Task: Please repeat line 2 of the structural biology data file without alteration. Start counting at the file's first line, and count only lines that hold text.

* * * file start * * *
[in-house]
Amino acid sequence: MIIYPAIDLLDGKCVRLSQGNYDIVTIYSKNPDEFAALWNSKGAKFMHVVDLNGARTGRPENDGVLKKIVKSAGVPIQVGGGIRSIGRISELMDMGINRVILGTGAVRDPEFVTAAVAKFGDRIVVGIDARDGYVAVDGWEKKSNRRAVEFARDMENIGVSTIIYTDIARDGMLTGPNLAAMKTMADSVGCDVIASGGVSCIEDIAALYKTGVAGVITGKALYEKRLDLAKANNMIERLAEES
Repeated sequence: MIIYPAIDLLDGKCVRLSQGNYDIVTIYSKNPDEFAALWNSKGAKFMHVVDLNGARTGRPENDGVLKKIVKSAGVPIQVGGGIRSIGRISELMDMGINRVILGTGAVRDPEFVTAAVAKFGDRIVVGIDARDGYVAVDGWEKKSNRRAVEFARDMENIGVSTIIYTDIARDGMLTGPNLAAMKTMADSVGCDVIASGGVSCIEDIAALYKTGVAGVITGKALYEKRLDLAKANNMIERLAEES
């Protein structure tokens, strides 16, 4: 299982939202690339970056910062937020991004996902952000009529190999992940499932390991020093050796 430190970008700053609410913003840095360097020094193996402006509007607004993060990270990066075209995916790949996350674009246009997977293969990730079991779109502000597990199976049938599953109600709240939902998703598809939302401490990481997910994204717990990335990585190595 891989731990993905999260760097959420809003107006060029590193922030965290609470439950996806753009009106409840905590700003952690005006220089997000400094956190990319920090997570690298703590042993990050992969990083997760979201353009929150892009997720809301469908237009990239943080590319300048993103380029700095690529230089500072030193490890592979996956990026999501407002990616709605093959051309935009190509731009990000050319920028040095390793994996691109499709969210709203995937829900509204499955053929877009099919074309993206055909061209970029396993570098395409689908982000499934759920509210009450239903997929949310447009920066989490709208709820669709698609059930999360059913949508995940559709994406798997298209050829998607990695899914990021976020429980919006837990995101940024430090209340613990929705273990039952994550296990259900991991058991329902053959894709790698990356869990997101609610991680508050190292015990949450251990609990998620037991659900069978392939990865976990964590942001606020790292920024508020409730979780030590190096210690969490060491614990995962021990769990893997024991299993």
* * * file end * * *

Amino acid sequence: MIIYPAIDLLDGKCVRLSQGNYDIVTIYSKNPDEFAALWNSKGAKFMHVVDLNGARTGRPENDGVLKKIVKSAGVPIQVGGGIRSIGRISELMDMGINRVILGTGAVRDPEFVTAAVAKFGDRIVVGIDARDGYVAVDGWEKKSNRRAVEFARDMENIGVSTIIYTDIARDGMLTGPNLAAMKTMADSVGCDVIASGGVSCIEDIAALYKTGVAGVITGKALYEKRLDLAKANNMIERLAEES